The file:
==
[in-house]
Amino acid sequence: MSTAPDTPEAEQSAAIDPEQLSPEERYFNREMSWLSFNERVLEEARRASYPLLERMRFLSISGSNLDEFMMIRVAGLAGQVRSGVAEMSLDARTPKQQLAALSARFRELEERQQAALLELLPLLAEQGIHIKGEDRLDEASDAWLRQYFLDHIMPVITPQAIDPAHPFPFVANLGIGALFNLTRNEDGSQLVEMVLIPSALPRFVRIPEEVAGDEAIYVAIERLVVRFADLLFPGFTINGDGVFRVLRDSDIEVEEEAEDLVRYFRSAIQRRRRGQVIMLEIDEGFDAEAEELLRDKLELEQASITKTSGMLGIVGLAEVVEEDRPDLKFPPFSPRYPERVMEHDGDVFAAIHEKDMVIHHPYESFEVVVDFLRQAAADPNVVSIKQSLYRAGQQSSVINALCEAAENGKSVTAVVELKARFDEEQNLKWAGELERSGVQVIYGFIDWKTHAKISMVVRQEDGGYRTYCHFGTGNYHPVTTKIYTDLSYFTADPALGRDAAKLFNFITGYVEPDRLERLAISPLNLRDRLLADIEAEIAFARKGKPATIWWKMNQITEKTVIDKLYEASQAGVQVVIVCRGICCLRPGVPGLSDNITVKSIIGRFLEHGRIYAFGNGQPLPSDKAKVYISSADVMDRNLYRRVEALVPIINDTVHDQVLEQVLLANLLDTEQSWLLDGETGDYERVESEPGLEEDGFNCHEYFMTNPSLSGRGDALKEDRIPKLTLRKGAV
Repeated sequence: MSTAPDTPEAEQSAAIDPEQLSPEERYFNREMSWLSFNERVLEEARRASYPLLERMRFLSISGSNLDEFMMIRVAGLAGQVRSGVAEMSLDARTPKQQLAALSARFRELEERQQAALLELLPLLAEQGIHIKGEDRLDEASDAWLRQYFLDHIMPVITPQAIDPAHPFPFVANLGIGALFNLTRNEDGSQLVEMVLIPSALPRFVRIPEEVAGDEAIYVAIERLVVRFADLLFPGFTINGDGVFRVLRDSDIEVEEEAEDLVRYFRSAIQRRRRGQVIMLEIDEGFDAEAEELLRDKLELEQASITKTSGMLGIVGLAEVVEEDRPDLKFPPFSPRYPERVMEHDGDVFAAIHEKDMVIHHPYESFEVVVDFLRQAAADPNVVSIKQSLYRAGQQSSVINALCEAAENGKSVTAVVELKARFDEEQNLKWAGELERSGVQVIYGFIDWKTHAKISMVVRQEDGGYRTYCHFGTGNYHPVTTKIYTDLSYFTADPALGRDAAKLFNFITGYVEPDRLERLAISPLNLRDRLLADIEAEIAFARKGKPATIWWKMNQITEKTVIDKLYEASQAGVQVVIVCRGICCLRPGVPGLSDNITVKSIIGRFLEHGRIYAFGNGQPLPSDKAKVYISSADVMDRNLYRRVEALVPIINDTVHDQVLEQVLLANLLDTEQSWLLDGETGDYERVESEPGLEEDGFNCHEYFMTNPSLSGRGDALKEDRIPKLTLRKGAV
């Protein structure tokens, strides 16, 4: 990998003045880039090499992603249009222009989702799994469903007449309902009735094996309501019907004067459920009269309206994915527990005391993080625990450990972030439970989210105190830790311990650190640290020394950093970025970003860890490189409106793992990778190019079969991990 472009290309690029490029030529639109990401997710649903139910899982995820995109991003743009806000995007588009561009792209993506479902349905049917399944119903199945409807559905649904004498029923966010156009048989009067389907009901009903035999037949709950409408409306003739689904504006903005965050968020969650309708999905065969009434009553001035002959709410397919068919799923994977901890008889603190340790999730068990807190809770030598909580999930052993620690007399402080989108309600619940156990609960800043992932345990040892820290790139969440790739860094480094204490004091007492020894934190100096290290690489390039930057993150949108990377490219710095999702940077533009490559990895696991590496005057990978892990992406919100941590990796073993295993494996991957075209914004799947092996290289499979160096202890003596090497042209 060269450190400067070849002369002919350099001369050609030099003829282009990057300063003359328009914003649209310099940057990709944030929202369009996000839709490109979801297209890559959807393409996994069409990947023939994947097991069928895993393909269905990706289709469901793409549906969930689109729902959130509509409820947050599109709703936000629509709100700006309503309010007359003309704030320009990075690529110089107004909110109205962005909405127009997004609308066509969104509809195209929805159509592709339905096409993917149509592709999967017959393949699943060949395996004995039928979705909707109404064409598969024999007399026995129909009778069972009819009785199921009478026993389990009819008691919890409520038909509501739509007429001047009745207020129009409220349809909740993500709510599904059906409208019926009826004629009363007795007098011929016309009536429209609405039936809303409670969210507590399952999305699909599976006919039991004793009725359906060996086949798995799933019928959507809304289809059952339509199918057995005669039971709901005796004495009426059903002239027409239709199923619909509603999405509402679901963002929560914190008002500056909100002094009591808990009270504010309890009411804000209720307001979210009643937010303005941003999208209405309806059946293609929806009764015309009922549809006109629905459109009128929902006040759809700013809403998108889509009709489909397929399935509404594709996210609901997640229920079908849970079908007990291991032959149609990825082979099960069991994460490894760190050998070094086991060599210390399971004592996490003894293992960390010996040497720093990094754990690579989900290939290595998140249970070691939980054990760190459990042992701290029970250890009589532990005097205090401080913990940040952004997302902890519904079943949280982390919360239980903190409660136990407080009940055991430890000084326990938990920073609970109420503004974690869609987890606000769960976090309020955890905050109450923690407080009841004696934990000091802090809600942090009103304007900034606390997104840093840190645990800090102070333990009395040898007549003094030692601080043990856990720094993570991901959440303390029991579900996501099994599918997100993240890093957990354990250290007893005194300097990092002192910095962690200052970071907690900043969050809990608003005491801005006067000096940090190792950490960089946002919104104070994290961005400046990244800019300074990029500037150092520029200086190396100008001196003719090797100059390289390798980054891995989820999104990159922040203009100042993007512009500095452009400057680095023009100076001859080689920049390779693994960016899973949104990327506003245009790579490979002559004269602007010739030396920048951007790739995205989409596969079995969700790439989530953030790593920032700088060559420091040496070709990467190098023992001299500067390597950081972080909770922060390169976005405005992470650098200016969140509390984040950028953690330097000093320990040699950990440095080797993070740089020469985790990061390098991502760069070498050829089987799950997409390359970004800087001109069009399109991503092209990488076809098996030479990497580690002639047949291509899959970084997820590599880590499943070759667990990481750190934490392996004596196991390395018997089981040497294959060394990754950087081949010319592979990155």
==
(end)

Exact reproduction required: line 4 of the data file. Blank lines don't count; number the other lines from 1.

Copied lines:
């Protein structure tokens, strides 16, 4: 990998003045880039090499992603249009222009989702799994469903007449309902009735094996309501019907004067459920009269309206994915527990005391993080625990450990972030439970989210105190830790311990650190640290020394950093970025970003860890490189409106793992990778190019079969991990 472009290309690029490029030529639109990401997710649903139910899982995820995109991003743009806000995007588009561009792209993506479902349905049917399944119903199945409807559905649904004498029923966010156009048989009067389907009901009903035999037949709950409408409306003739689904504006903005965050968020969650309708999905065969009434009553001035002959709410397919068919799923994977901890008889603190340790999730068990807190809770030598909580999930052993620690007399402080989108309600619940156990609960800043992932345990040892820290790139969440790739860094480094204490004091007492020894934190100096290290690489390039930057993150949108990377490219710095999702940077533009490559990895696991590496005057990978892990992406919100941590990796073993295993494996991957075209914004799947092996290289499979160096202890003596090497042209 060269450190400067070849002369002919350099001369050609030099003829282009990057300063003359328009914003649209310099940057990709944030929202369009996000839709490109979801297209890559959807393409996994069409990947023939994947097991069928895993393909269905990706289709469901793409549906969930689109729902959130509509409820947050599109709703936000629509709100700006309503309010007359003309704030320009990075690529110089107004909110109205962005909405127009997004609308066509969104509809195209929805159509592709339905096409993917149509592709999967017959393949699943060949395996004995039928979705909707109404064409598969024999007399026995129909009778069972009819009785199921009478026993389990009819008691919890409520038909509501739509007429001047009745207020129009409220349809909740993500709510599904059906409208019926009826004629009363007795007098011929016309009536429209609405039936809303409670969210507590399952999305699909599976006919039991004793009725359906060996086949798995799933019928959507809304289809059952339509199918057995005669039971709901005796004495009426059903002239027409239709199923619909509603999405509402679901963002929560914190008002500056909100002094009591808990009270504010309890009411804000209720307001979210009643937010303005941003999208209405309806059946293609929806009764015309009922549809006109629905459109009128929902006040759809700013809403998108889509009709489909397929399935509404594709996210609901997640229920079908849970079908007990291991032959149609990825082979099960069991994460490894760190050998070094086991060599210390399971004592996490003894293992960390010996040497720093990094754990690579989900290939290595998140249970070691939980054990760190459990042992701290029970250890009589532990005097205090401080913990940040952004997302902890519904079943949280982390919360239980903190409660136990407080009940055991430890000084326990938990920073609970109420503004974690869609987890606000769960976090309020955890905050109450923690407080009841004696934990000091802090809600942090009103304007900034606390997104840093840190645990800090102070333990009395040898007549003094030692601080043990856990720094993570991901959440303390029991579900996501099994599918997100993240890093957990354990250290007893005194300097990092002192910095962690200052970071907690900043969050809990608003005491801005006067000096940090190792950490960089946002919104104070994290961005400046990244800019300074990029500037150092520029200086190396100008001196003719090797100059390289390798980054891995989820999104990159922040203009100042993007512009500095452009400057680095023009100076001859080689920049390779693994960016899973949104990327506003245009790579490979002559004269602007010739030396920048951007790739995205989409596969079995969700790439989530953030790593920032700088060559420091040496070709990467190098023992001299500067390597950081972080909770922060390169976005405005992470650098200016969140509390984040950028953690330097000093320990040699950990440095080797993070740089020469985790990061390098991502760069070498050829089987799950997409390359970004800087001109069009399109991503092209990488076809098996030479990497580690002639047949291509899959970084997820590599880590499943070759667990990481750190934490392996004596196991390395018997089981040497294959060394990754950087081949010319592979990155």